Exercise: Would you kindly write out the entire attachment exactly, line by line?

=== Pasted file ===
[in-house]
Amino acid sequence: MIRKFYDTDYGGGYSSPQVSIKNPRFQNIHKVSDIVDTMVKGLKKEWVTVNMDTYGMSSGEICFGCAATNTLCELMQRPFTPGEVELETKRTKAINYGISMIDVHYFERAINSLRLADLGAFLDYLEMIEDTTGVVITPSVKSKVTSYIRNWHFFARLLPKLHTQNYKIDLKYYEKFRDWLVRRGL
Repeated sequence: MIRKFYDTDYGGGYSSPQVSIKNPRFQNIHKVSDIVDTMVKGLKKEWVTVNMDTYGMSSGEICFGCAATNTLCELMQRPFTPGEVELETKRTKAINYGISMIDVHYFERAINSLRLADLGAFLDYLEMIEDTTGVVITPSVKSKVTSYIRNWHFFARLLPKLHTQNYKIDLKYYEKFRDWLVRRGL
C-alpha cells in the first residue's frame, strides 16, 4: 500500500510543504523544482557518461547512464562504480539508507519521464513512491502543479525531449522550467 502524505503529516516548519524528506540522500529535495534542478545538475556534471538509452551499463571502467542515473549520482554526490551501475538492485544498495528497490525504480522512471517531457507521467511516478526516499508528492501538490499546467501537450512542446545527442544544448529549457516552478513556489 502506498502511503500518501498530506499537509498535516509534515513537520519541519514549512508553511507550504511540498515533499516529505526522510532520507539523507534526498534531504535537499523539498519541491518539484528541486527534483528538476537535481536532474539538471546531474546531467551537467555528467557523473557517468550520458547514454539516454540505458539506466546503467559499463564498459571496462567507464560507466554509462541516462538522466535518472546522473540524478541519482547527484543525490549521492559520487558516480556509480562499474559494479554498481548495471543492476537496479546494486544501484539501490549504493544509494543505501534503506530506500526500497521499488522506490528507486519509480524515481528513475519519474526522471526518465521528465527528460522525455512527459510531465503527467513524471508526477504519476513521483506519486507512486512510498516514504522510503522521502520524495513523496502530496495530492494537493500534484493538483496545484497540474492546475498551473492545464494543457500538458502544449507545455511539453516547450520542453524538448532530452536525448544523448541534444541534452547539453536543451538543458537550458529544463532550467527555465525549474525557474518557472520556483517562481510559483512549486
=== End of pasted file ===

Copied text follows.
[in-house]
Amino acid sequence: MIRKFYDTDYGGGYSSPQVSIKNPRFQNIHKVSDIVDTMVKGLKKEWVTVNMDTYGMSSGEICFGCAATNTLCELMQRPFTPGEVELETKRTKAINYGISMIDVHYFERAINSLRLADLGAFLDYLEMIEDTTGVVITPSVKSKVTSYIRNWHFFARLLPKLHTQNYKIDLKYYEKFRDWLVRRGL
Repeated sequence: MIRKFYDTDYGGGYSSPQVSIKNPRFQNIHKVSDIVDTMVKGLKKEWVTVNMDTYGMSSGEICFGCAATNTLCELMQRPFTPGEVELETKRTKAINYGISMIDVHYFERAINSLRLADLGAFLDYLEMIEDTTGVVITPSVKSKVTSYIRNWHFFARLLPKLHTQNYKIDLKYYEKFRDWLVRRGL
C-alpha cells in the first residue's frame, strides 16, 4: 500500500510543504523544482557518461547512464562504480539508507519521464513512491502543479525531449522550467 502524505503529516516548519524528506540522500529535495534542478545538475556534471538509452551499463571502467542515473549520482554526490551501475538492485544498495528497490525504480522512471517531457507521467511516478526516499508528492501538490499546467501537450512542446545527442544544448529549457516552478513556489 502506498502511503500518501498530506499537509498535516509534515513537520519541519514549512508553511507550504511540498515533499516529505526522510532520507539523507534526498534531504535537499523539498519541491518539484528541486527534483528538476537535481536532474539538471546531474546531467551537467555528467557523473557517468550520458547514454539516454540505458539506466546503467559499463564498459571496462567507464560507466554509462541516462538522466535518472546522473540524478541519482547527484543525490549521492559520487558516480556509480562499474559494479554498481548495471543492476537496479546494486544501484539501490549504493544509494543505501534503506530506500526500497521499488522506490528507486519509480524515481528513475519519474526522471526518465521528465527528460522525455512527459510531465503527467513524471508526477504519476513521483506519486507512486512510498516514504522510503522521502520524495513523496502530496495530492494537493500534484493538483496545484497540474492546475498551473492545464494543457500538458502544449507545455511539453516547450520542453524538448532530452536525448544523448541534444541534452547539453536543451538543458537550458529544463532550467527555465525549474525557474518557472520556483517562481510559483512549486